US accuses Syria of chemical weapon attack in May in Idlib, sanctions firms aiding Russia

A man breathes through an oxygen mask as another one receives treatment, after a suspected gas attack in the town of Khan Sheikhoun in rebel-held Idlib, Syria. (Reuters)
Updated 26 September 2019

US accuses Syria of chemical weapon attack in May in Idlib, sanctions firms aiding Russia

  • The Assad regime used chlorine on May 19 as part of its deadly offensive in the last rebel stronghold of Idlib
  • US sanctions one entity for allegedly evading sanctions to help provide jet fuel to Russian forces in Syria

NEW YORK: US Secretary of State Mike Pompeo said on Thursday that the United States had concluded the government of President Bashir Assad in Syria had used chlorine as a chemical weapon in an attack in May during a battle with insurgents in Idlib.
“The Assad regime is responsible for innumerable atrocities some of which rise to the level of war crimes and crimes against humanity,” Pompeo told a news conference in New York, where he has been attending the United Nations General Assembly.
“Today I am announcing that the United States has concluded that the Assad regime used chlorine as a chemical weapon on May 19,” Pompeo said.
The United States said in May it had received numerous reports that appeared consistent with chemical exposure after an attack by Syrian government forces in northwest Syria, but it had made no definitive conclusion as to whether they used chemical weapons.
The Trump administration has twice bombed Syria over Assad’s suspected use of chemical weapons, in April 2017 and April 2018.
The United States, Britain and France launched air strikes in April 2018 against what they described as three Syrian chemical weapons targets in retaliation for a suspected gas attack that killed scores of people in a Damascus suburb earlier that month.
Assad launched an offensive at the end of April this year on Idlib and parts of adjacent provinces, saying insurgents had broken a truce.
“This is different in some sense because it was chlorine... but know that President Trump has been pretty vigorous in protecting the world from the use of chemical weapons,” Pompeo said, said declining to say what the US response could be.
The United States on Thursday also imposed sanctions on a firm it said was participating in a scheme to avoid US sanctions while helping provide jet fuel to Russian forces in Syria.
The US Treasury Department said the newly sanctioned firm, Maritime Assistance LLC, was operating as a front company for OJSC Sovfracht, a company the United States had previously sanctioned in relation to operations in Ukraine.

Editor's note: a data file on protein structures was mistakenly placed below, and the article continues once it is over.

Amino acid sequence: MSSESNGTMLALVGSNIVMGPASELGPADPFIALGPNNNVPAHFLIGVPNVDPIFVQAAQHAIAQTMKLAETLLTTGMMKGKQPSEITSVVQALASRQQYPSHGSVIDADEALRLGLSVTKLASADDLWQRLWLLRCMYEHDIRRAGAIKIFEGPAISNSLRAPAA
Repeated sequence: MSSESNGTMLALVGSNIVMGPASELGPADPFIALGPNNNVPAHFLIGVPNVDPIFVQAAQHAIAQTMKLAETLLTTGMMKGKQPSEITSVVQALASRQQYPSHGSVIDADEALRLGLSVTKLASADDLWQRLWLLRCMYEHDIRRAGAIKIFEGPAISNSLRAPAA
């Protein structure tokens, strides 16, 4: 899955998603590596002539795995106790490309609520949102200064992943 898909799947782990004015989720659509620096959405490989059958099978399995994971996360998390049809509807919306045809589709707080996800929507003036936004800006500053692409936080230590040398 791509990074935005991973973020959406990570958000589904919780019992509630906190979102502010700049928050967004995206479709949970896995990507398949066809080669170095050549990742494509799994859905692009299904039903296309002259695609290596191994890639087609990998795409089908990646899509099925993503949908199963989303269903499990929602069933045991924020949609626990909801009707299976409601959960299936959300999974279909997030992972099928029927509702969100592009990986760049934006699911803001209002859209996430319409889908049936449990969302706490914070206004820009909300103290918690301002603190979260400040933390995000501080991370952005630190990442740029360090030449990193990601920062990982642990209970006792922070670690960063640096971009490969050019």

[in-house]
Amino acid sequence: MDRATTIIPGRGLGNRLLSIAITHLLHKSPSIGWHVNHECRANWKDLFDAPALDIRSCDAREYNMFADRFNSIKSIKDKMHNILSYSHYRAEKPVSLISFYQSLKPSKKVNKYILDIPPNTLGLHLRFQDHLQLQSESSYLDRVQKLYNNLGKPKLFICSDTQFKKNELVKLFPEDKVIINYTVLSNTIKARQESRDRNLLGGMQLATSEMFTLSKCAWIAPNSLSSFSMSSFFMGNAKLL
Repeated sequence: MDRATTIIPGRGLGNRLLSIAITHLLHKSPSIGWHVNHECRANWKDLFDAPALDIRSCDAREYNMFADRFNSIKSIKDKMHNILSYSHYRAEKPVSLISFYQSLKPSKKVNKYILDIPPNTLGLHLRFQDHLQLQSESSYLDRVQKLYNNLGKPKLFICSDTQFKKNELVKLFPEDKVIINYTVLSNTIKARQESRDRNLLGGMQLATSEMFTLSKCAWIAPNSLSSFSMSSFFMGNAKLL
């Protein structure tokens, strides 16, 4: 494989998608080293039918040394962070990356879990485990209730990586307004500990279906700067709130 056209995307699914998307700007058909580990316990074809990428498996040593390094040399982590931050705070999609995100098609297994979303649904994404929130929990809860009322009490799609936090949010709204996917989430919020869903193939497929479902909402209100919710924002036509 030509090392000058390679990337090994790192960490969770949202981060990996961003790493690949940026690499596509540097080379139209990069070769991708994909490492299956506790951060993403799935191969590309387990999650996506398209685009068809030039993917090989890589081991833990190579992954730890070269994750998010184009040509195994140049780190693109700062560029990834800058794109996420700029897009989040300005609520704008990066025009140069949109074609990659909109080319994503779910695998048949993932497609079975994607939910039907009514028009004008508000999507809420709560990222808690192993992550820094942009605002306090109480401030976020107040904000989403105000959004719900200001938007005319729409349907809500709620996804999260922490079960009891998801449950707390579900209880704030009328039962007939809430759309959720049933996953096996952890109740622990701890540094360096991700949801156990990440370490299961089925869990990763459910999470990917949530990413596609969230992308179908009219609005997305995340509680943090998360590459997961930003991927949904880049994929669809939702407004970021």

The Treasury also targeted three individuals it said were tied to Sovfracht, freezing any assets they may hold in the United States and barring Americans from dealing with them.
Five ships were also designated as “blocked property” of previously sanctioned Russian firm Transpetrochart, which Washington alleges provides support to Sovfracht.
The United States accuses Sovfracht of being behind a sanctions-evasion conspiracy to make payments and facilitate the transfer of supplies of jet fuel to Russian forces operating in Syria in support of the government of President Bashar Assad.
Russia supports Assad in the more than eight-year-long Syrian war.


US lawmakers set measure opposing Trump on Syria troop withdrawal

In this file photo taken on September 8, 2019 US troops walk past a Turkish military vehicle during a joint patrol with Turkish troops in the Syrian village of al-Hashisha on the outskirts of Tal Abyad town along the border with Turkish troops. (AFP)
Updated 16 October 2019

US lawmakers set measure opposing Trump on Syria troop withdrawal

  • Senate and House aides said lawmakers were working on legislation to impose stiffer sanctions on Turkey, hoping to force Turkish President Erdogan to halt his military campaign in northeastern Syria

WASHINGTON: US Democratic lawmakers, joined by some of President Donald Trump’s fellow Republicans, introduced a resolution on Tuesday opposing Trump’s decision to withdraw US forces from Syria, the latest sign of deep disapproval in Congress of his action.
“We have always maintained that, while certainly needed, a sanctions package alone is insufficient for reversing this humanitarian disaster,” House of Representatives Speaker Nancy Pelosi and Senate Democratic leader Chuck Schumer said in a statement introducing the resolution.
In addition to Pelosi and Schumer, the resolution was led by Representatives Eliot Engel, the Democratic chairman of the House Foreign Affairs Committee, and Mike McCaul, the committee’s top Republican.
It also is backed by Senators Bob Menendez, the top Democrat on the Senate Foreign Relations Committee, and Todd Young, a Republican member of that panel.
Senate and House aides said lawmakers were working on legislation to impose stiffer sanctions on Turkey, hoping to force Turkish President Tayyip Erdogan to halt his military campaign in northeastern Syria.
Several sanctions bills were introduced in the Senate and House, supported by Democrats and some of Trump’s fellow Republicans, before Trump said he would impose sanctions.
Trump announced a set of sanctions on Monday to punish Ankara, and a senior Trump administration official said on Tuesday that Washington would threaten more sanctions to persuade Turkey to reach a cease-fire and halt its offensive. The measures — mainly a hike in steel tariffs and a pause in trade talks — were less robust than financial markets had anticipated. Trump’s critics derided them as too feeble to have an impact, and the Turkish currency recovered.